The Tooth Fairy Is a (Busy) Slacker

The Tooth Fairy Is a Busy Slacker

The Tooth Fairy Is a Busy Slacker

Both boys sat in front of me at the breakfast bar this morning. I asked them normal questions about their night—“Did you sleep well? Did you dream? What did the purple minion do?”—as I turned to stare at the coffee pot. I stared really hard.

And then I heard BigBrother ask LittleBrother, “Did the Tooth Fairy come?”

I froze. I think the coffee pot froze as well. In fact, I’m quite sure time froze. Because I knew the answer.

The Tooth Fairy, in fact, did not take the—gag—tooth from the pillow and replace it with money. Because the Tooth Fairy has insomnia and it totally slipped her mind. Or she got caught up watching episodes of The X Files and Frasier. Or celebrating the dog on National Dog Day by finding her blue football and tossing it around all evening.

Or I just totally forgot.

This has never happened before, because teeth falling out of my kids’ heads usually results in me nearly vomiting which causes me to remember until bedtime. And into the next day. And into the next day. And forever. Because teeth.

My saving grace, however, was that the tooth fell out of my youngest child’s head. He’s a laid back kinda dude. When he rolls out of bed in the morning, he moseys to the bathroom and then moseys to the kitchen. He slumps in his seat and waits for breakfast. He slowly starts waking up. He’s just kinda chill, kinda, “Hey, it’s morning. You know.”


And so I sprung into Super Animated Mommy Mode. Which is really difficult before coffee, especially when you’re not sleeping well. I fast-walked into my office, grabbed the dollar—which I set out the night before because you know—and fast-walked back into the kitchen. I quickly noticed that BigBrother was already done with his breakfast.

“Uh! Well, to keep your brother from stealing your money, I’m going to go guard your Tooth Fairy pillow!” And then I ran off to his room, shut the door, fished out a tooth with my finger (OMGGAG), slammed a dollar into the pocket, shoved it back under the pillow, and sat down on the bed. Three seconds later, BigBrother opened the door with a grin on his face.

I played it up big time. “Oh no. Not YOU. I won’t let YOU steal your brother’s Tooth Fairy money!” He sprung into a fit of giggles as I chased him out of the room and LittleBrother came racing in. He retrieved his pillow, pulled out the dollar, and grinned a grin with one less tooth.

Crisis averted.

I texted my husband later to alert him to our near catastrophe. We laughed.

And then BigBrother came home with a tooth in a little carrier from school.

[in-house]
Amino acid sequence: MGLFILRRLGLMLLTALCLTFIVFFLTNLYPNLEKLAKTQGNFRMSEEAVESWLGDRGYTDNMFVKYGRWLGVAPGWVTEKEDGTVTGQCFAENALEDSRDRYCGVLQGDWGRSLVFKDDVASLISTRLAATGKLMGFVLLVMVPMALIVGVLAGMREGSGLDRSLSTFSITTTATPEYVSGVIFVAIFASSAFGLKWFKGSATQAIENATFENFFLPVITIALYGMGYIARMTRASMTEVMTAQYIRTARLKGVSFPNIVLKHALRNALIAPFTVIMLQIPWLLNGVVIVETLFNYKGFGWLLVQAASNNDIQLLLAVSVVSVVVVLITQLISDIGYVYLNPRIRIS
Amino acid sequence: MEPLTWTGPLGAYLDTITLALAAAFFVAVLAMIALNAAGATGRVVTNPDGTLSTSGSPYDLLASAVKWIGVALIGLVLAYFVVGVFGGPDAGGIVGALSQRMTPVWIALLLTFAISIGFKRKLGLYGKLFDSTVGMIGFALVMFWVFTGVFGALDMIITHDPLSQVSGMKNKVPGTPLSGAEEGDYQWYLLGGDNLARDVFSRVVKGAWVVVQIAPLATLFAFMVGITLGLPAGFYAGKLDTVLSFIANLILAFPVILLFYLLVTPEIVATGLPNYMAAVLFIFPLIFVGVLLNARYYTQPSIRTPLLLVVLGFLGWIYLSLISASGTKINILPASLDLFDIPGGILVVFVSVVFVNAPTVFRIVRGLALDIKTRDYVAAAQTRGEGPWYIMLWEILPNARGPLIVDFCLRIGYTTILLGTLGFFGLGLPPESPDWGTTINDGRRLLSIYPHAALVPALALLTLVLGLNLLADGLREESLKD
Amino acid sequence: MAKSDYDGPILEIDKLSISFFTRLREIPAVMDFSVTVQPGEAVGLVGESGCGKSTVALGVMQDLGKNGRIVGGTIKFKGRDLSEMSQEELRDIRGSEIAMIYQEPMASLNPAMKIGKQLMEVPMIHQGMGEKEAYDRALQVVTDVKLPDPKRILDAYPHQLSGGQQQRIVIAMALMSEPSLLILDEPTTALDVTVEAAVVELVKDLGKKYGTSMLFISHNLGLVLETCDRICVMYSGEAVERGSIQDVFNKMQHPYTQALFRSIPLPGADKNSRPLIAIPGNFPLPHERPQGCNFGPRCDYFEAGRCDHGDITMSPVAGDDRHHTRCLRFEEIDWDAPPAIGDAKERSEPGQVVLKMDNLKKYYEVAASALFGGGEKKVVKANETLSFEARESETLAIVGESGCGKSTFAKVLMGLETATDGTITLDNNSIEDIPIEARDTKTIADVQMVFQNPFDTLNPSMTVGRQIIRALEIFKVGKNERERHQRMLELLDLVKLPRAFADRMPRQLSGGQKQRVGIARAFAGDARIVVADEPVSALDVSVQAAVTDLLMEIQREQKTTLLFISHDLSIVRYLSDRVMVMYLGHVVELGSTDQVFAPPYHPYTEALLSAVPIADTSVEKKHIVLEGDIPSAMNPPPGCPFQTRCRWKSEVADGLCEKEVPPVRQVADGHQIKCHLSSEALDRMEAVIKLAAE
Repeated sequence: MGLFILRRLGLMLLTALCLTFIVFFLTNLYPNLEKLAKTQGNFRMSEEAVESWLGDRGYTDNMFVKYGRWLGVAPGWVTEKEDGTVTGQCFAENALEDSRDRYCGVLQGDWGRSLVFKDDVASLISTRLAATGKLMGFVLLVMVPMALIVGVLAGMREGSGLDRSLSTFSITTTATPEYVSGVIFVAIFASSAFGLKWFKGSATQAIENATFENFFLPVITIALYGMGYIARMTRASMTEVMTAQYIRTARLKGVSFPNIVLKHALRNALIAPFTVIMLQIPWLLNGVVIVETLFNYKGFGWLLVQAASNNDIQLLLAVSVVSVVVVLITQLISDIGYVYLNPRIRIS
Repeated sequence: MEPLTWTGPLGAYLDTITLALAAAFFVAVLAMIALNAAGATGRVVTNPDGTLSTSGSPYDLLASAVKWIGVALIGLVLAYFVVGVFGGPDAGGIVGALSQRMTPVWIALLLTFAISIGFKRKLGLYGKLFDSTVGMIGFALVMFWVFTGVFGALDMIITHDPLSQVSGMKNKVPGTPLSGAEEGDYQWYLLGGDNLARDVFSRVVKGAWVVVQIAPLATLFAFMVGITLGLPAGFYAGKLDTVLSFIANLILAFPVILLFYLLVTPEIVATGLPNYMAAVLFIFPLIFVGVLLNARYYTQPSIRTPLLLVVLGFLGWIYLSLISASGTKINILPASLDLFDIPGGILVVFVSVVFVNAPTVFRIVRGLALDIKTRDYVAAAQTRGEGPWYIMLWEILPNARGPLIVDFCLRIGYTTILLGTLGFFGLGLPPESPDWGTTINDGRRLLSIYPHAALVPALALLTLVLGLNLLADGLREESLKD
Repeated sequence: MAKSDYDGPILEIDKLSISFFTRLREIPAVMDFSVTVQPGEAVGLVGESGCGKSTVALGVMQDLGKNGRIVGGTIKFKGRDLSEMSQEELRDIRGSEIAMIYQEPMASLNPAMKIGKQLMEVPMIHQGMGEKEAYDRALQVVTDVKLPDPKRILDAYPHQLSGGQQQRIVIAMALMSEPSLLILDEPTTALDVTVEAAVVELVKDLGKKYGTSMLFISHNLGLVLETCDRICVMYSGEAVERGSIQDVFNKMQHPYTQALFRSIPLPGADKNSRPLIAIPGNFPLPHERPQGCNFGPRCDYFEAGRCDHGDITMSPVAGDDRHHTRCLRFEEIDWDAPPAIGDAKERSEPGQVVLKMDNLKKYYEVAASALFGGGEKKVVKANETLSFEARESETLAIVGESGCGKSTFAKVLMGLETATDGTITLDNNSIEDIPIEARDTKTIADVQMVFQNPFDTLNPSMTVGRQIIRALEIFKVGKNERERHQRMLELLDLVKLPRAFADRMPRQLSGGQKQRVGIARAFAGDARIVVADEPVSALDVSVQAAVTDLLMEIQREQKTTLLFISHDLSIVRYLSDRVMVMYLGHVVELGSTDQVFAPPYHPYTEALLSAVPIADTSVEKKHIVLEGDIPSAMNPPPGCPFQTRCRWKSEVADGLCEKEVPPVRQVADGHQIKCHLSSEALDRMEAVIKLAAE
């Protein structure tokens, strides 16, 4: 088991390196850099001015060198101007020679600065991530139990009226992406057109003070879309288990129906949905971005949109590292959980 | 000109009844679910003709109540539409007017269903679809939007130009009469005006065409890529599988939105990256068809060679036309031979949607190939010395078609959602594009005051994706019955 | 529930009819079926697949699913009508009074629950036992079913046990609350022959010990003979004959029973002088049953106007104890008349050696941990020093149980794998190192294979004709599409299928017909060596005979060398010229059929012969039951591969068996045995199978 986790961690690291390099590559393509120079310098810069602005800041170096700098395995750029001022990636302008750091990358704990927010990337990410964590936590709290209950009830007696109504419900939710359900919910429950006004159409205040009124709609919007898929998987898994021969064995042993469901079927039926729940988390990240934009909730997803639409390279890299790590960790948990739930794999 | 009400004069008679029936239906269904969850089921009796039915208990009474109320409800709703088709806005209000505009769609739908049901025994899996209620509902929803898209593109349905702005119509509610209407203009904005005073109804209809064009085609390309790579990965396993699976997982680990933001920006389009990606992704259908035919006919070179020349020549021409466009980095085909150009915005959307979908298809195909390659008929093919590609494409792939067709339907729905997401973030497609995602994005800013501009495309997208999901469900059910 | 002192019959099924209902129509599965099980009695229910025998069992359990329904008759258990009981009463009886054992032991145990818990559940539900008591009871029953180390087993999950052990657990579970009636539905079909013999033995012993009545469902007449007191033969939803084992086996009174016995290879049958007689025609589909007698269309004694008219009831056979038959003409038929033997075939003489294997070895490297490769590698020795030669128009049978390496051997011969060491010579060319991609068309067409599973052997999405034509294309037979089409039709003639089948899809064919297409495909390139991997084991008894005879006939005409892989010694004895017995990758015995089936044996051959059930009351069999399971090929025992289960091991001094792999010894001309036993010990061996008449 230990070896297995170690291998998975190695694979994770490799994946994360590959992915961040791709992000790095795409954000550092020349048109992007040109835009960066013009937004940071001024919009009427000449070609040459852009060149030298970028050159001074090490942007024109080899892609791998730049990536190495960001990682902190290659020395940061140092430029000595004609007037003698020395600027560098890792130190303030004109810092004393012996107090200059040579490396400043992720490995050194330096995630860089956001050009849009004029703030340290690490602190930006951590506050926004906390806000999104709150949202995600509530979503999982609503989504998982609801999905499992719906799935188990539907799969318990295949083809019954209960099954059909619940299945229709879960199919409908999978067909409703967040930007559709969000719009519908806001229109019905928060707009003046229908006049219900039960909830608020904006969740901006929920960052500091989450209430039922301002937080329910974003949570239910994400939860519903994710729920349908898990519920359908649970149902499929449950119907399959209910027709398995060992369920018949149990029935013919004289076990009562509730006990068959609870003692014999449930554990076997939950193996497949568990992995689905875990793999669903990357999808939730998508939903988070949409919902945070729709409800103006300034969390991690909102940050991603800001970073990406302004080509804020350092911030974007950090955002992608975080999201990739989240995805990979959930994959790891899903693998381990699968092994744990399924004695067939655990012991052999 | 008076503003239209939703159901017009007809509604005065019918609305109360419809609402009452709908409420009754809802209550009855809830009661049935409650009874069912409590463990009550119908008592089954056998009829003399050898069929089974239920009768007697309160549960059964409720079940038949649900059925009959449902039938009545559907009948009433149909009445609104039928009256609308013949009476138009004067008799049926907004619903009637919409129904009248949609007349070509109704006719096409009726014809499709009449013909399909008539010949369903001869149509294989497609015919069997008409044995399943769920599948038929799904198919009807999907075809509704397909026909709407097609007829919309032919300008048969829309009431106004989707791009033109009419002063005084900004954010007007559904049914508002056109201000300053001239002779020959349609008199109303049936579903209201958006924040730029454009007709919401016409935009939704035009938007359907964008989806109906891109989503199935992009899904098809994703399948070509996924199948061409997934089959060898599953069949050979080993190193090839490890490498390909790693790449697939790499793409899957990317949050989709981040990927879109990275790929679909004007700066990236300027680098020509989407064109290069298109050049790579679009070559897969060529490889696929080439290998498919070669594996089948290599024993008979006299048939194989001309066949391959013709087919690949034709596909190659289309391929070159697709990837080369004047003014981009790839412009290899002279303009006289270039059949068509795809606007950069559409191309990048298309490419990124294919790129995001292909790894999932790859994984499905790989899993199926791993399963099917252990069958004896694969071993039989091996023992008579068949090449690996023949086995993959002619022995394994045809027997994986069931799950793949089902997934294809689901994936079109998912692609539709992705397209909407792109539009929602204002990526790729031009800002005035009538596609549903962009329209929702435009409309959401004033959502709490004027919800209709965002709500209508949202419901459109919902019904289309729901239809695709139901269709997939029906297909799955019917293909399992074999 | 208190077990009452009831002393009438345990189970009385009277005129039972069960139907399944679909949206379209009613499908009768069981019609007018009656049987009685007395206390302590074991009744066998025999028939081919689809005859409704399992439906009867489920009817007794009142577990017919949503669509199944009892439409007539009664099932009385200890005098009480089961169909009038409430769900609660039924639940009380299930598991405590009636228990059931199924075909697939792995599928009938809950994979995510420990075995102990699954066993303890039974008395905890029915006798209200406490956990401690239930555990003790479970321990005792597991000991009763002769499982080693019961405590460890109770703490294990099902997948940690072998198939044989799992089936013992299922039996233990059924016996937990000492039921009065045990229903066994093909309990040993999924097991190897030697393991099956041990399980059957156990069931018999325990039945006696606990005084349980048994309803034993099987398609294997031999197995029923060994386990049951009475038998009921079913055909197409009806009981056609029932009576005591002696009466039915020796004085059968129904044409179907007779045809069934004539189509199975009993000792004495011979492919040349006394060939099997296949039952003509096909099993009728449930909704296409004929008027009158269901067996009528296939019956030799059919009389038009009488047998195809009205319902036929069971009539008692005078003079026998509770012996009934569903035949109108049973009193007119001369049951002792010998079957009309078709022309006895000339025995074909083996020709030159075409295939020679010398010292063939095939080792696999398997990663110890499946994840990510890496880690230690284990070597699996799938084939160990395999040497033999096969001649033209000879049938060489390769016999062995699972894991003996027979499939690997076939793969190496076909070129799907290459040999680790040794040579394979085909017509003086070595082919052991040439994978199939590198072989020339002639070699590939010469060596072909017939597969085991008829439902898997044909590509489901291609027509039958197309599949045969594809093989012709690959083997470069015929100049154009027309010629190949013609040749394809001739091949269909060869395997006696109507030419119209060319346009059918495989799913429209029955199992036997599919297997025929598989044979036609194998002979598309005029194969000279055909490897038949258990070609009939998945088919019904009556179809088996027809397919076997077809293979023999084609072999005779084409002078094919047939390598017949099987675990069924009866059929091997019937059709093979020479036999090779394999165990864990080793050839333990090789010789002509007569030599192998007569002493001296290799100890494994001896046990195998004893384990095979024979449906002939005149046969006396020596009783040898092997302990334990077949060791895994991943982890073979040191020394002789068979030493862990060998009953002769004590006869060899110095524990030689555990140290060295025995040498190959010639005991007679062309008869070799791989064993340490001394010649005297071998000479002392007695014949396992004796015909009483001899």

Photo: Anthony Delanoix


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52 Weeks of Brotherhood: Homework Returns

Homework Returns

Homework Returns

Homework Returns

So it’s back. Homework.

I mean, I knew it would come back around, but I just wasn’t ready. I feel that’s a going theme with school so far this year. “I’m not ready.” (And yet, I’m not even the one in school.)

On the first afternoon the boys both brought home homework, my husband was working his 24-hour shift so I got to tackle the dual-help on my own. This is how things in the fire life work, of course. I am used to handling the not-quite-emergent emergencies on my own.

The boys tossed their backpacks on the bar where we eat breakfast and snacks, do homework, and solve the world’s problems at 11:30pm long after the boys are tucked away and off in dreamland. I unpacked lunchboxes and pulled out the work to complete. I doled out snacks and grabbed something to munch along with my iced coffee.

Within minutes, someone was in tears.


It wasn’t even me.

Our school is pretty good about not sending home too much work. (So far. Please Lord, forever.) But sometimes it’s you second week of school and you had football practice last night and football practice tonight and you spent the weekend with your Nina and stayed up too late and you actually just want to go play with your friends, riding bikes around your precious little slice of neighborhood, but homework. And it sucks. I get it. It simply sucks. But your mommy doesn’t let you say “sucks,” and even if you do, your little brother tells on you. So it double sucks. But you’re a perfectionist. So you sit there, too frustrated and tired to calmly pull your multiplication facts, the ones you know just fine, out of your head and commit them to paper with your pencil that needs sharpened but the pencil sharpener is a JERK and won’t sharpen the pencil without pulling out the cheap not-lead and WHY DON’T ERASERS ERASE instead of just turning your paper purple or blue or green or ripping a hole into the spot where the answer goes.

Or, that’s how I assume it goes from watching the little implosion from my oldest son yesterday. Yesterday it was him. Today or tomorrow or someday soon it will be the other brother. This back and forth will continue, sometimes the bad homework days falling on the same day.

And I’ll be there to remind them to take deep breaths. To refill water glasses. To check over their work and suggest tips or tricks to remember those ones that aren’t sticking in their minds. I’ll remind the other to offer peace and quiet while the one struggling works. I’ll be here, with them, standing in the thick of it. Because this is what I do.

And maybe someday if I’m not here right at 3:00 in the afternoon, they’ll remember the afternoons we spent working at the kitchen counter. Maybe they’ll know to get themselves a snack, some water, and to get right to work so they can have more time to play with their friends—whatever that looks like when they have cars and can go off and do whatever they please.

For now, it’s just us, me with my iced coffee, them with their eyes on the still warm day outside. We’ll get through this together.